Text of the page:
Bridging the Digital Divide
Covid-19 exposed SA’s gaps in achieving universal internet access — Ndabeni-Abrahams
Covid-19 made South Africans keenly aware of the extent of the country’s digital divide. Though the government has an ambitious project called SA Connect aimed at ensuring universal internet access by 2030, it still has a long way to go, admitted Communications Minister Stella Ndabeni-Abrahams at a webinar on Friday.
The government has not “done much” to ensure all South Africans have internet access, says Communications, Telecommunications and Postal Services Minister Stella Ndabeni-Abrahams.
Speaking at a webinar on narrowing the digital divide hosted by Nedbank, the Joburg Centre for Software Engineering (JCSE) at Wits, and EE Business Intelligence, Ndabeni-Abrahams said phase two of the government’s SA Connect project would broaden its scope of target areas for broadband infrastructure.
“We have not done much. Covid has really exposed us to that reality, but we believe that working together we can do more in order to make sure that we connect the 20 million unconnected people of South Africa,” said Ndabeni-Abrahams.
“The first phase of the project prioritised connectivity of the 970 government facilities (namely) healthcare centres and schools in the underserviced areas of the eight identified district municipalities. Government is currently conducting a feasibility study for funding SA Connect phase two, which will cover the rest of the country.”
She acknowledged that the digital divide was mainly the split between the “haves” in metropolitan areas and the “have nots” in rural settings.
SA Connect is the government’s project aimed at delivering broadband access to 90% of the country’s population by 2020, and universal access by 2030. R19.4-million had been spent to provide internet access to 313 facilities by March 2019. This was from a R110-million budget for the 2018/19 financial year.
R1-billion has been provisionally allocated for SA Connect’s implementation for the 2021/22 financial year.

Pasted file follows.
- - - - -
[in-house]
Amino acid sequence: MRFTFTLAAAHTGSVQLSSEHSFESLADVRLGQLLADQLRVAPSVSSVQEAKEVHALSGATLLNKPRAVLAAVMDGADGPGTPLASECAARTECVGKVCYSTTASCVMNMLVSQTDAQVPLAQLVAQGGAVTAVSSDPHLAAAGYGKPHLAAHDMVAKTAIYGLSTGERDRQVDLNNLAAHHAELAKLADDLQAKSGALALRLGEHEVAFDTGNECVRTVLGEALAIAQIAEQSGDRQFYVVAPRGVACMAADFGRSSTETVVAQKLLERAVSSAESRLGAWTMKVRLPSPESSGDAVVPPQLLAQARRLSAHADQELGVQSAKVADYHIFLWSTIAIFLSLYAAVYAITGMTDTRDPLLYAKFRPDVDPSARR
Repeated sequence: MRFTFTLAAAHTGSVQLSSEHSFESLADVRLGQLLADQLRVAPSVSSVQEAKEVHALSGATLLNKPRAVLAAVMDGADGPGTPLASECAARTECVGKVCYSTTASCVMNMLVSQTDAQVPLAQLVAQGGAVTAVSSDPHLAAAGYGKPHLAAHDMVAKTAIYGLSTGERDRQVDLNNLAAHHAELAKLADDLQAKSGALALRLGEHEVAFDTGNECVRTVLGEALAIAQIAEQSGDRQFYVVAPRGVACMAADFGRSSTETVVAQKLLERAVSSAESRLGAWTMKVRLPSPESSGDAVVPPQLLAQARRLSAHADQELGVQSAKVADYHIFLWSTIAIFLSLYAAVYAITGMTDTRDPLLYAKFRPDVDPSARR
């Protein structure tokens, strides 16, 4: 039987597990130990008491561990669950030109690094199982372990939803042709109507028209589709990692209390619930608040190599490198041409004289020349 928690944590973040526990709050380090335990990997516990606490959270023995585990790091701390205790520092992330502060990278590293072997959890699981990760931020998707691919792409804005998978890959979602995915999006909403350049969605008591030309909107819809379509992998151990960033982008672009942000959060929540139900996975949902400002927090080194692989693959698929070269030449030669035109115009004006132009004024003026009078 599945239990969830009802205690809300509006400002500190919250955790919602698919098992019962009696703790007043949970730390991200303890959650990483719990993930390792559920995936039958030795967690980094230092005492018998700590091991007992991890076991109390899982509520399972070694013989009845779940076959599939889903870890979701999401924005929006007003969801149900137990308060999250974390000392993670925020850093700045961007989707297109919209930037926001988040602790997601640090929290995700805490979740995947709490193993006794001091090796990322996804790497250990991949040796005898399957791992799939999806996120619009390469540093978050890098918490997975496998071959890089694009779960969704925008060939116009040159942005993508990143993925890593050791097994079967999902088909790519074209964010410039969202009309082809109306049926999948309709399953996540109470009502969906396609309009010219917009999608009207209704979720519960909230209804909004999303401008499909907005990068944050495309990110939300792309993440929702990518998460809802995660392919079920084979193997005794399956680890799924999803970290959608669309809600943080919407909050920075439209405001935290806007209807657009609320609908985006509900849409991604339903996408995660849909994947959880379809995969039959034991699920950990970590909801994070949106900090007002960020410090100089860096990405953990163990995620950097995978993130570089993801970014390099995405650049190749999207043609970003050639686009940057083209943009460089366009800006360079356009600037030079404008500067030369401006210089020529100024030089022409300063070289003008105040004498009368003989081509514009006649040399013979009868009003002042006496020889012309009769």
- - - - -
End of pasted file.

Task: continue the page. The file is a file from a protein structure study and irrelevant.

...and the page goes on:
Pitfalls in the first-phase rollout showed that because of lockdown measures, people couldn’t leave home to gain access to government facilities or schools, leaving them in the lurch.
“It becomes crucial that we take services to where people are at, that is why the second phase will be looking at bringing connectivity to where people are: if it means the home, let it be brought home,” Ndabeni-Abrahams said.
Though the majority of South Africans are mobile-first in terms of communication and internet usage, high data costs are a barrier to access.
According to an Icasa report on the State of the ICT sector in South Africa in 2020, smartphone penetration rose from 81.7% in 2018 to 91.2% in 2019.
In December 2019, the Competition Commission published a report on its Data Services Market Inquiry which found that Vodacom and MTN prepaid data prices were anti-poor and recommended they be reduced by 30% to 50% or the two companies would face prosecution.
MTN dropped its monthly data costs by 33% in April 2020 and Vodacom by up to 40%. The price drops were unrelated to Covid-19.
Arthur Goldstuck, managing director of World Wide Worx, explained on the webinar that there are several types of digital divides made evident by the pandemic:
- The entertainment divide where those without access to fibre or true 4G cannot stream video;
- The business divide where barriers to accessing cloud-based services mean small businesses struggle to compete in markets;
- The worker divide where the employed (and the unemployed) without adequate internet struggle to continue working or find jobs when faced with a crisis such as a lockdown; and
- The digital transformation divide where organisations have digitised their processes and are prepared for many futures like the Fourth Industrial Revolution.
Ndabeni-Abrahams said the private sector would drive the rollout of phase two of SA Connect.
“Our authority, Icasa, is also in the process of licensing spectrum which will also assist in bridging that digital divide.”
The issue of spectrum licensing has been ongoing for about two years. The licensing process is meant to be concluded by the end of 2020, but as a Daily Maverick article indicates, “The Nedlac Economic Recovery Action Plan now talks about (this happening) in March 2021 (and) the licensing of high-demand spectrum for industry via auction before the end of 2020.”
The licensing of spectrum suitable for rolling out 4G and next-generation 5G networks could significantly reduce data costs for consumers. DM
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